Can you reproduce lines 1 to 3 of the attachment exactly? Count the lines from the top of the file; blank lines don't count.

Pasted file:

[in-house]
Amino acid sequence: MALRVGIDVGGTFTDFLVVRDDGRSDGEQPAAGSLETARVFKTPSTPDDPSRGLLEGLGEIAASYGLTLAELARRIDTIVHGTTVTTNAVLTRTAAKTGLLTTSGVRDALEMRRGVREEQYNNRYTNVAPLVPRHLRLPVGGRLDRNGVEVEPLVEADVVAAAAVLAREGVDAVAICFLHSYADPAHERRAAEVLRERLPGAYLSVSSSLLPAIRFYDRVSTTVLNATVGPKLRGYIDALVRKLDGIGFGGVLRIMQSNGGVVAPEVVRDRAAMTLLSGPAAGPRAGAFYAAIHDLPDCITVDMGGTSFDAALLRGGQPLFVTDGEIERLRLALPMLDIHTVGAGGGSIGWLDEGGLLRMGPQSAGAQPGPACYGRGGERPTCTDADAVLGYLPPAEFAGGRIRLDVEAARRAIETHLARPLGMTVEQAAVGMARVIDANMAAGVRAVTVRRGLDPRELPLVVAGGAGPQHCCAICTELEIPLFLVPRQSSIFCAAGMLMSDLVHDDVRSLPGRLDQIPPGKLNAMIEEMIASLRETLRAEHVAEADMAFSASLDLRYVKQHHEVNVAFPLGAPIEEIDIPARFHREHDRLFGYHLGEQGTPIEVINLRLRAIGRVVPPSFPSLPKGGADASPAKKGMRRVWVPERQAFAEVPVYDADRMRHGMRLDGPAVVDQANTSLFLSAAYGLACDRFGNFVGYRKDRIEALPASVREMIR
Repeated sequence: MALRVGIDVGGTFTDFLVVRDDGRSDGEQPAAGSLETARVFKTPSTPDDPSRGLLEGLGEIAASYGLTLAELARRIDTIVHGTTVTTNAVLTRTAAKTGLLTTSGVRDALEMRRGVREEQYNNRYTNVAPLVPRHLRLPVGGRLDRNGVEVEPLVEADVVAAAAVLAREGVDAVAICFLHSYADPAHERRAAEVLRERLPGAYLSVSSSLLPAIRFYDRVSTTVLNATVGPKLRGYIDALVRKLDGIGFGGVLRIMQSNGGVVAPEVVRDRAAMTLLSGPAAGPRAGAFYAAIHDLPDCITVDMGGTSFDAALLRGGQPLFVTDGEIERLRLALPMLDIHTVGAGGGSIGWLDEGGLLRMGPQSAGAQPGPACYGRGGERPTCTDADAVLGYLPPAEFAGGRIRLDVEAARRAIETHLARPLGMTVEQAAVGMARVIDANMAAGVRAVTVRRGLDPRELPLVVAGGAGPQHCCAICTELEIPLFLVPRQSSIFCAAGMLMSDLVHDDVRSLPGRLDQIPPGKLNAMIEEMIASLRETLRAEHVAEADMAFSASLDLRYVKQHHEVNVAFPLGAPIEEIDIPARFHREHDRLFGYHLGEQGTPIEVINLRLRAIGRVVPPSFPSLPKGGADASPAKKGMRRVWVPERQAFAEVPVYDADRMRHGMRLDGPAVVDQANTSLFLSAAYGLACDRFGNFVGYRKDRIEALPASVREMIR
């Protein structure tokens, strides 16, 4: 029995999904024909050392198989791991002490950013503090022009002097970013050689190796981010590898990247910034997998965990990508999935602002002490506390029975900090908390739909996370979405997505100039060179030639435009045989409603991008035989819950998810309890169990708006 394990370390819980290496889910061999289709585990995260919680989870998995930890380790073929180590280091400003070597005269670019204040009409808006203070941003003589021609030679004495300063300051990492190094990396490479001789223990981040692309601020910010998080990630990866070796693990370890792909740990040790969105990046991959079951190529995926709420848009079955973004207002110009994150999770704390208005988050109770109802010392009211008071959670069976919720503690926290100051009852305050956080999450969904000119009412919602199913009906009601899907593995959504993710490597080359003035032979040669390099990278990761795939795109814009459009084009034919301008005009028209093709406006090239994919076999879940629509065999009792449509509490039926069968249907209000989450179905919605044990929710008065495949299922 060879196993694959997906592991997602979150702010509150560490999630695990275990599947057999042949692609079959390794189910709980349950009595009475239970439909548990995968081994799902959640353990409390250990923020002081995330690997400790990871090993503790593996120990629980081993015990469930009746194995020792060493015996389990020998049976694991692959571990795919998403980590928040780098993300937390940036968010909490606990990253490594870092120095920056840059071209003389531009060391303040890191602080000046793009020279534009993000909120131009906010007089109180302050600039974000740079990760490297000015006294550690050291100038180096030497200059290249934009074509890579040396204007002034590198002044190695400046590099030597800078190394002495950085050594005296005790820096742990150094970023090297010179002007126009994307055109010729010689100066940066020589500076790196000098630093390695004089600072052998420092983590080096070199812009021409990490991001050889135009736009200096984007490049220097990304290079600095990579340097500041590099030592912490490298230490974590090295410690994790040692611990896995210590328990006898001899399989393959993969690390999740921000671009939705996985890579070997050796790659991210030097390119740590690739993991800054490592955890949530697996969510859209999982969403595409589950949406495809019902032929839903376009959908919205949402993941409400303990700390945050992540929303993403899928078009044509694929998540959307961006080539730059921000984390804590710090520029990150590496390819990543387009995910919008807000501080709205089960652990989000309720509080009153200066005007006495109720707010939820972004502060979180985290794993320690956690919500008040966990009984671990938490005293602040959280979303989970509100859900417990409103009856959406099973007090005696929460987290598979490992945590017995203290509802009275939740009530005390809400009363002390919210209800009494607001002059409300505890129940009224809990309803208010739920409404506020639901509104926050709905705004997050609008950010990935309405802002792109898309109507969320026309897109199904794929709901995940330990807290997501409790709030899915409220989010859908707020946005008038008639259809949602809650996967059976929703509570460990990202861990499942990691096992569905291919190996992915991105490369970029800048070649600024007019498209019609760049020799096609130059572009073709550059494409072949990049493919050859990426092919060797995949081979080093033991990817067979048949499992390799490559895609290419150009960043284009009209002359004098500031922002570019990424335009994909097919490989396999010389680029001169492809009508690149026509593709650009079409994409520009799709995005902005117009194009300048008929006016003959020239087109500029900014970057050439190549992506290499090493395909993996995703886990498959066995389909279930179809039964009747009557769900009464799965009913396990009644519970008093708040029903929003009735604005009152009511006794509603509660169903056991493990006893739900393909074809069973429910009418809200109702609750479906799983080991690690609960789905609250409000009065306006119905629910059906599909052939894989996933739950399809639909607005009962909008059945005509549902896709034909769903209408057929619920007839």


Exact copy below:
[in-house]
Amino acid sequence: MALRVGIDVGGTFTDFLVVRDDGRSDGEQPAAGSLETARVFKTPSTPDDPSRGLLEGLGEIAASYGLTLAELARRIDTIVHGTTVTTNAVLTRTAAKTGLLTTSGVRDALEMRRGVREEQYNNRYTNVAPLVPRHLRLPVGGRLDRNGVEVEPLVEADVVAAAAVLAREGVDAVAICFLHSYADPAHERRAAEVLRERLPGAYLSVSSSLLPAIRFYDRVSTTVLNATVGPKLRGYIDALVRKLDGIGFGGVLRIMQSNGGVVAPEVVRDRAAMTLLSGPAAGPRAGAFYAAIHDLPDCITVDMGGTSFDAALLRGGQPLFVTDGEIERLRLALPMLDIHTVGAGGGSIGWLDEGGLLRMGPQSAGAQPGPACYGRGGERPTCTDADAVLGYLPPAEFAGGRIRLDVEAARRAIETHLARPLGMTVEQAAVGMARVIDANMAAGVRAVTVRRGLDPRELPLVVAGGAGPQHCCAICTELEIPLFLVPRQSSIFCAAGMLMSDLVHDDVRSLPGRLDQIPPGKLNAMIEEMIASLRETLRAEHVAEADMAFSASLDLRYVKQHHEVNVAFPLGAPIEEIDIPARFHREHDRLFGYHLGEQGTPIEVINLRLRAIGRVVPPSFPSLPKGGADASPAKKGMRRVWVPERQAFAEVPVYDADRMRHGMRLDGPAVVDQANTSLFLSAAYGLACDRFGNFVGYRKDRIEALPASVREMIR
Repeated sequence: MALRVGIDVGGTFTDFLVVRDDGRSDGEQPAAGSLETARVFKTPSTPDDPSRGLLEGLGEIAASYGLTLAELARRIDTIVHGTTVTTNAVLTRTAAKTGLLTTSGVRDALEMRRGVREEQYNNRYTNVAPLVPRHLRLPVGGRLDRNGVEVEPLVEADVVAAAAVLAREGVDAVAICFLHSYADPAHERRAAEVLRERLPGAYLSVSSSLLPAIRFYDRVSTTVLNATVGPKLRGYIDALVRKLDGIGFGGVLRIMQSNGGVVAPEVVRDRAAMTLLSGPAAGPRAGAFYAAIHDLPDCITVDMGGTSFDAALLRGGQPLFVTDGEIERLRLALPMLDIHTVGAGGGSIGWLDEGGLLRMGPQSAGAQPGPACYGRGGERPTCTDADAVLGYLPPAEFAGGRIRLDVEAARRAIETHLARPLGMTVEQAAVGMARVIDANMAAGVRAVTVRRGLDPRELPLVVAGGAGPQHCCAICTELEIPLFLVPRQSSIFCAAGMLMSDLVHDDVRSLPGRLDQIPPGKLNAMIEEMIASLRETLRAEHVAEADMAFSASLDLRYVKQHHEVNVAFPLGAPIEEIDIPARFHREHDRLFGYHLGEQGTPIEVINLRLRAIGRVVPPSFPSLPKGGADASPAKKGMRRVWVPERQAFAEVPVYDADRMRHGMRLDGPAVVDQANTSLFLSAAYGLACDRFGNFVGYRKDRIEALPASVREMIR